Stop,Look,Listen…my weekly selection of favourite films, books and events to get you out of the house


and support Moston Miners as they put on a Laurel and Hardy Alldayer, Saturday 12th December 2015, 10am – 8pm, only £2.00! Back to back films from the Kings of Comedy live on the Big Screen. Watch this wonderful clip see  A great tonic for living in Austeria!


The Manchester Martyrs – three men who were wrongly tried and executed for a crime they did not commit. In 1867, during one of the most turbulent periods of history in Manchester, with the Irish community at the heart of it, two Fenian prisoners were freed from a police van on Hyde Road in Manchester. During the raid a policeman, Sergeant Charles Brett, was accidentally shot dead. Three Irishmen, William Allen, Michael Larkin and Michael O’Brien, were convicted for the shooting and hanged in public outside the New Bailey prison, Salford on 23 November 1867. The Manchester Martyrs were remembered each year by a Catholic mass and procession to the monument in Moston Cemetery with many people, including my father taking part. After the Birmingham Pub bombings in 1974 it was cancelled. In the 80s a more political and controversial march was started by largely left, not Irish, groups. Today the commemoration has reverted back to a religious ceremony followed by a procession to the monument.
To mark the centenary of the execution of the men in 1967 Liverpool sculptor Arthur Dooley made a model for a permanent monument to the three men which was never commissioned. It is now being exhibited at the WCML see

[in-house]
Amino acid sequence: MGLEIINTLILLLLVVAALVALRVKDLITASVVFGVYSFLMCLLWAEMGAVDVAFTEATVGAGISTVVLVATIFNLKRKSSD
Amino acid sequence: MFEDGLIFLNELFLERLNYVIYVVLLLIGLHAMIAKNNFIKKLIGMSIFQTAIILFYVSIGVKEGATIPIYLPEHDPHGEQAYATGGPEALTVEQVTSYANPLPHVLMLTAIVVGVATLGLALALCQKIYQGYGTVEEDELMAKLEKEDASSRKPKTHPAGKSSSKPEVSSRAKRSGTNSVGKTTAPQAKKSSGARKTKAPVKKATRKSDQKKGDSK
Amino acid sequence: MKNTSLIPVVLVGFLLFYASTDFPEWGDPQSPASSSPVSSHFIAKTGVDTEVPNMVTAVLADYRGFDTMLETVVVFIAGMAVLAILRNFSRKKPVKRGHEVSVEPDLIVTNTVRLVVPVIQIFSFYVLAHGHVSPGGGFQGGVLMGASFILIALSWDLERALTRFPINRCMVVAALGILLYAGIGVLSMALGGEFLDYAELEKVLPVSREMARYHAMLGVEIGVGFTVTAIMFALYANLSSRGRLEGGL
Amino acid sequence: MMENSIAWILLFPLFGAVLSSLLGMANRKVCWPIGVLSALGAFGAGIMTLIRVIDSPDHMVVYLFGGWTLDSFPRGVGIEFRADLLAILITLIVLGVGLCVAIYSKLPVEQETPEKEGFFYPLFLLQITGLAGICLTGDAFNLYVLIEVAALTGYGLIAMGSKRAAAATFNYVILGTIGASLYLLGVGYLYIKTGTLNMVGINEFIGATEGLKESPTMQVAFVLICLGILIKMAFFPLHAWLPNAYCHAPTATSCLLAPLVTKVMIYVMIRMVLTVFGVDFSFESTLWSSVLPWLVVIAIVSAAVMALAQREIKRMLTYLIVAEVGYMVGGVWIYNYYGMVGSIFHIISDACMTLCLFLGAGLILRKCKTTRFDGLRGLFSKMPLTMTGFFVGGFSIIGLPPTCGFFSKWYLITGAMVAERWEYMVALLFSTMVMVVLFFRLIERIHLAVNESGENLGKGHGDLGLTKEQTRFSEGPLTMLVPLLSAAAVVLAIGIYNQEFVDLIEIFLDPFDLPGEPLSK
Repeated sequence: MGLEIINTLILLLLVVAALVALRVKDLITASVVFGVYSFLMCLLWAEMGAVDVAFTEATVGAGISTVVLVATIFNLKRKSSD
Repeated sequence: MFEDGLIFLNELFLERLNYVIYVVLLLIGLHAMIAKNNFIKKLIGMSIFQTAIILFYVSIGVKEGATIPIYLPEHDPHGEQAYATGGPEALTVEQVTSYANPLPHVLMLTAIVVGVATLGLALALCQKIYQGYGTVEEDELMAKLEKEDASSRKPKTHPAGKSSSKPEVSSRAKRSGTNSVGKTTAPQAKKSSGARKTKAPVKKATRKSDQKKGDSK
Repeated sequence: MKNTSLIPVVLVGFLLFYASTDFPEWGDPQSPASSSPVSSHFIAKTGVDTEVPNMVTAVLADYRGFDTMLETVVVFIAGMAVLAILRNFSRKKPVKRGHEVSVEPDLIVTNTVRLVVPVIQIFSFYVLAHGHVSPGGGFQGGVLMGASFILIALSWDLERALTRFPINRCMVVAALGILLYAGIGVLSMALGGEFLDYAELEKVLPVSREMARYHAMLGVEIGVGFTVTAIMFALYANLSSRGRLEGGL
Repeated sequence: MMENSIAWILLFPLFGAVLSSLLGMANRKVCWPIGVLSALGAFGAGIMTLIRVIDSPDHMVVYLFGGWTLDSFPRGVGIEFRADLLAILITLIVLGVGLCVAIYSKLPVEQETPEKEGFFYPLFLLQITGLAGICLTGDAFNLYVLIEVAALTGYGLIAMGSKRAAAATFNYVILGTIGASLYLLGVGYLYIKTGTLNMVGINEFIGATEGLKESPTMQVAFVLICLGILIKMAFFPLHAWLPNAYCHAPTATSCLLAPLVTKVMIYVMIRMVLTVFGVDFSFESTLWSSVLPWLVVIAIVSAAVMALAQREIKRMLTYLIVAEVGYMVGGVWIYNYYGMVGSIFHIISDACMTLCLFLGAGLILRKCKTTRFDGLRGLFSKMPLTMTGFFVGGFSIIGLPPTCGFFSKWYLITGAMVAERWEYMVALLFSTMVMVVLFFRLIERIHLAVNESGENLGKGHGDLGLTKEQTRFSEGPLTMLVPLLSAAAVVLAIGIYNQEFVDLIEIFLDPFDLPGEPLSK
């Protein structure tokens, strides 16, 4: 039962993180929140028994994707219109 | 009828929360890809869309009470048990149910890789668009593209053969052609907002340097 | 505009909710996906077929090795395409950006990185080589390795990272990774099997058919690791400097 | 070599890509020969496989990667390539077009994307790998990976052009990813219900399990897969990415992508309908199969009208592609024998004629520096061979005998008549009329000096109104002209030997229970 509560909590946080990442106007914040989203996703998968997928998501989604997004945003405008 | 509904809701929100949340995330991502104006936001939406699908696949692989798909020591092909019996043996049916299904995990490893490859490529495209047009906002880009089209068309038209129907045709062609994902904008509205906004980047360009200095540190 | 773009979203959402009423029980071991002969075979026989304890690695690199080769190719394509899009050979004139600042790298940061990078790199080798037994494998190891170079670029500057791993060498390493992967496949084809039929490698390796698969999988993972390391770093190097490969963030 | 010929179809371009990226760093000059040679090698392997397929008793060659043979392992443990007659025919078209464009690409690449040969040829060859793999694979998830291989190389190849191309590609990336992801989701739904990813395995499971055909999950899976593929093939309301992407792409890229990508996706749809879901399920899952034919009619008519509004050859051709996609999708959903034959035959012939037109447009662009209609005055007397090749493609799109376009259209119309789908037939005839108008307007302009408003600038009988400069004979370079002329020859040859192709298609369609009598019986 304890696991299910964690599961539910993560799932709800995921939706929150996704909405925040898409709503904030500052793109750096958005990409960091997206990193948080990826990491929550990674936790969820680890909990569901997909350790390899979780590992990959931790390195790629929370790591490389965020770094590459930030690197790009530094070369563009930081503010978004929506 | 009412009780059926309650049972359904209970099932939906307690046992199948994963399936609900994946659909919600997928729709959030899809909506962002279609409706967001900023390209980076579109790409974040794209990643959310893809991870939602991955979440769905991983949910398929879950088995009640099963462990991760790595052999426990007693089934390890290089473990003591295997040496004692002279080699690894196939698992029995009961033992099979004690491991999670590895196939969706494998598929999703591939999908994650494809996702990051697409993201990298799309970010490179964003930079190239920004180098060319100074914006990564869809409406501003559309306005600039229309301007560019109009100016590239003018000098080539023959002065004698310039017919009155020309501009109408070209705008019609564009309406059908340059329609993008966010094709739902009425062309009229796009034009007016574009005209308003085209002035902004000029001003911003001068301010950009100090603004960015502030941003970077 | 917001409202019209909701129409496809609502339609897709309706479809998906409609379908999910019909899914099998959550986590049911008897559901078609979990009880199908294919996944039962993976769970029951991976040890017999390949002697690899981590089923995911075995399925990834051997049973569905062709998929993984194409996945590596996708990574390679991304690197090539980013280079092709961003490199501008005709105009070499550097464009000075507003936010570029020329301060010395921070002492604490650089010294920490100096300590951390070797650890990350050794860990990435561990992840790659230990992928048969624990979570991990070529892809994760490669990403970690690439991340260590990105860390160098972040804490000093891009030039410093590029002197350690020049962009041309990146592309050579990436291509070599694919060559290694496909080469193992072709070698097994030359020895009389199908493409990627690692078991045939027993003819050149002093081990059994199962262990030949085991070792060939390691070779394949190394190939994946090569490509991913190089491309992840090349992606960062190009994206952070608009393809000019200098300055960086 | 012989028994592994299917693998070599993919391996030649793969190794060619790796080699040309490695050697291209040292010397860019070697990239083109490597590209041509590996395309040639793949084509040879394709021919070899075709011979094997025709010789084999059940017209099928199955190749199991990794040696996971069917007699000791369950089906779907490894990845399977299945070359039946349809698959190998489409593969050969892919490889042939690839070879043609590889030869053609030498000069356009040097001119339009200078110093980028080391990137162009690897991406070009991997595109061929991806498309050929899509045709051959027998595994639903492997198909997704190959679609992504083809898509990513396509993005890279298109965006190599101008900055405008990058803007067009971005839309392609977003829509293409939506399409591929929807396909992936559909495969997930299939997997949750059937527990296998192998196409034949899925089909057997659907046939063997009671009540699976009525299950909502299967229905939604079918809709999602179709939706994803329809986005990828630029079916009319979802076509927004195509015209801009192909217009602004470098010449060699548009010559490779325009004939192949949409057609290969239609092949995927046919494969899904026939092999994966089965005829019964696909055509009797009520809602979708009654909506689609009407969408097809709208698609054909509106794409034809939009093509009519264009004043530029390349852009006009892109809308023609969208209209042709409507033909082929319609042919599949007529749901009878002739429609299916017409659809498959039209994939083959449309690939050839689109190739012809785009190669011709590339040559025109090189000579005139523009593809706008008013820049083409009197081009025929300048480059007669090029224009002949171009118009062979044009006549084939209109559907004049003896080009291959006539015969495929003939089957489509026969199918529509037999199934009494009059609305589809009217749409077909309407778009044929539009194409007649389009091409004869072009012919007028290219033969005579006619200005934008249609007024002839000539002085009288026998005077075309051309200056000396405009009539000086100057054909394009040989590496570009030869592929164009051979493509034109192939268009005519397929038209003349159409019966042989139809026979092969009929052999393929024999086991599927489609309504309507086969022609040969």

Further info see



battle of bm
The Battle of Barton Moss; an exhibition by local photographer Steve Speed about one of the most important anti-fracking protests in the north west. It started in November 2013 when IGas wanted to start exploratory drilling at Barton Moss in Salford. Enviromentalist activists set up camp to stop them and the protest continued until April 2014 when IGas stopped drilling. Steve spent 3 to 4 days a week during the protest photographing everyone and every event. This is important history; it shows how a community can grow out of protests and most importantly how it can succeed. Please make a donation towards the cost of the exhibition see

The exhibition starts on 23 January 2016 – 17 April 2016 at the People’s History Museum see


walt carroll
Xmas and go to a free lunchtime concert at the Martin Harris Centre. Listen to Tim Langston (tenor), Jonathan Fisher (piano) as they perform a a programme of songs by Bridge, Britten, Beethoven, Strauss and Quilter on 3 December at 13.10. Further info see

About lipstick socialist

I am an activist and writer. My interests include women, class, culture and history. From an Irish in Britain background I am a republican and socialist. All my life I have been involved in community and trade union politics and I believe it is only through grass roots politics that we will get a better society. This is reflected in my writing, in my book Northern ReSisters Conversations with Radical Women and my involvement in the Mary Quaile Club. .If you want to contact me please use my gmail which is lipsticksocialist636
This entry was posted in education, feminism, films, human rights, labour history, music, Salford, Uncategorized and tagged , , , . Bookmark the permalink.

1 Response to Stop,Look,Listen…my weekly selection of favourite films, books and events to get you out of the house

  1. Jeri says:

    I had wondered at the history behind Chumbawamba’s “The Smashing of the Van.”
    Thank you for interesting and enlightening posts.

Leave a Reply

Fill in your details below or click an icon to log in: Logo

You are commenting using your account. Log Out /  Change )

Twitter picture

You are commenting using your Twitter account. Log Out /  Change )

Facebook photo

You are commenting using your Facebook account. Log Out /  Change )

Connecting to %s